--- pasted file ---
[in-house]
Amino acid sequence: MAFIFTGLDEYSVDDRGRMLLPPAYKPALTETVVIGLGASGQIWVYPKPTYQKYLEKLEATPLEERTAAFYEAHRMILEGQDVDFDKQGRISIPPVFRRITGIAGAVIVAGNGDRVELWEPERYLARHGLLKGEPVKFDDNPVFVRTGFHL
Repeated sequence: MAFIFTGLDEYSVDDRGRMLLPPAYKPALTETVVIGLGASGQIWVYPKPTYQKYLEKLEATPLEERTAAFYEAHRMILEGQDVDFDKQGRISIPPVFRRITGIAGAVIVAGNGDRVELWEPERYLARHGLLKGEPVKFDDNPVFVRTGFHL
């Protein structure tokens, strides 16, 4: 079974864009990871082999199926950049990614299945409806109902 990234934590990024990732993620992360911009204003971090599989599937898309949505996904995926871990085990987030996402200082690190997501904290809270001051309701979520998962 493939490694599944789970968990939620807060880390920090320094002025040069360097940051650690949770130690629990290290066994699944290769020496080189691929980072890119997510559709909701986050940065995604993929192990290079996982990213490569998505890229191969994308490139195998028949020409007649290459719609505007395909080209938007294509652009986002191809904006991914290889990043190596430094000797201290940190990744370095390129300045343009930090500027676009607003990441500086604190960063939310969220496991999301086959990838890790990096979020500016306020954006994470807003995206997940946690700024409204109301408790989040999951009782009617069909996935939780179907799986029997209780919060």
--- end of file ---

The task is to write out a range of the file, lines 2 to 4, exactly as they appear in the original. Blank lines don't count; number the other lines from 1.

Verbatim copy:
Amino acid sequence: MAFIFTGLDEYSVDDRGRMLLPPAYKPALTETVVIGLGASGQIWVYPKPTYQKYLEKLEATPLEERTAAFYEAHRMILEGQDVDFDKQGRISIPPVFRRITGIAGAVIVAGNGDRVELWEPERYLARHGLLKGEPVKFDDNPVFVRTGFHL
Repeated sequence: MAFIFTGLDEYSVDDRGRMLLPPAYKPALTETVVIGLGASGQIWVYPKPTYQKYLEKLEATPLEERTAAFYEAHRMILEGQDVDFDKQGRISIPPVFRRITGIAGAVIVAGNGDRVELWEPERYLARHGLLKGEPVKFDDNPVFVRTGFHL
């Protein structure tokens, strides 16, 4: 079974864009990871082999199926950049990614299945409806109902 990234934590990024990732993620992360911009204003971090599989599937898309949505996904995926871990085990987030996402200082690190997501904290809270001051309701979520998962 493939490694599944789970968990939620807060880390920090320094002025040069360097940051650690949770130690629990290290066994699944290769020496080189691929980072890119997510559709909701986050940065995604993929192990290079996982990213490569998505890229191969994308490139195998028949020409007649290459719609505007395909080209938007294509652009986002191809904006991914290889990043190596430094000797201290940190990744370095390129300045343009930090500027676009607003990441500086604190960063939310969220496991999301086959990838890790990096979020500016306020954006994470807003995206997940946690700024409204109301408790989040999951009782009617069909996935939780179907799986029997209780919060």